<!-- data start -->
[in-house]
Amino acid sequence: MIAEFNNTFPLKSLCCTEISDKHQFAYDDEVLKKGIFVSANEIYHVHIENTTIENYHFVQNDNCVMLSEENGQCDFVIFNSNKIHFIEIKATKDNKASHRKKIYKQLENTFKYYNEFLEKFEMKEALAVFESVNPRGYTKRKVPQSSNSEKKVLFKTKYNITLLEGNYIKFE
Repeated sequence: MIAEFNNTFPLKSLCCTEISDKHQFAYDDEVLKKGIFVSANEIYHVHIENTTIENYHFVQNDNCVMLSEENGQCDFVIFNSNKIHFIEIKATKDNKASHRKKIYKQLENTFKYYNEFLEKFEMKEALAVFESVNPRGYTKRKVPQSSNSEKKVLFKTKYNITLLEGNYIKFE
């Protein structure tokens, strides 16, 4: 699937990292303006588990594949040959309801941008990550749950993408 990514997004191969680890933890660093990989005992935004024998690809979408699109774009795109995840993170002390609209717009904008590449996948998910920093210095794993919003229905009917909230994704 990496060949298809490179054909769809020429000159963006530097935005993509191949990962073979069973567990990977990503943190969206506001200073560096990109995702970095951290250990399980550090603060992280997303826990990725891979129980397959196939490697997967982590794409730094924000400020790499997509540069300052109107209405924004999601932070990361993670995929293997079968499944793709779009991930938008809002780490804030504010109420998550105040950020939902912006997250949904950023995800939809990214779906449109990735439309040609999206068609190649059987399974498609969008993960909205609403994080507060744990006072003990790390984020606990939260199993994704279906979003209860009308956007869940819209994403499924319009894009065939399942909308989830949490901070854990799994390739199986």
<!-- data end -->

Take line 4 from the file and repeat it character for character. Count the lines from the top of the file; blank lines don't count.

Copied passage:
């Protein structure tokens, strides 16, 4: 699937990292303006588990594949040959309801941008990550749950993408 990514997004191969680890933890660093990989005992935004024998690809979408699109774009795109995840993170002390609209717009904008590449996948998910920093210095794993919003229905009917909230994704 990496060949298809490179054909769809020429000159963006530097935005993509191949990962073979069973567990990977990503943190969206506001200073560096990109995702970095951290250990399980550090603060992280997303826990990725891979129980397959196939490697997967982590794409730094924000400020790499997509540069300052109107209405924004999601932070990361993670995929293997079968499944793709779009991930938008809002780490804030504010109420998550105040950020939902912006997250949904950023995800939809990214779906449109990735439309040609999206068609190649059987399974498609969008993960909205609403994080507060744990006072003990790390984020606990939260199993994704279906979003209860009308956007869940819209994403499924319009894009065939399942909308989830949490901070854990799994390739199986």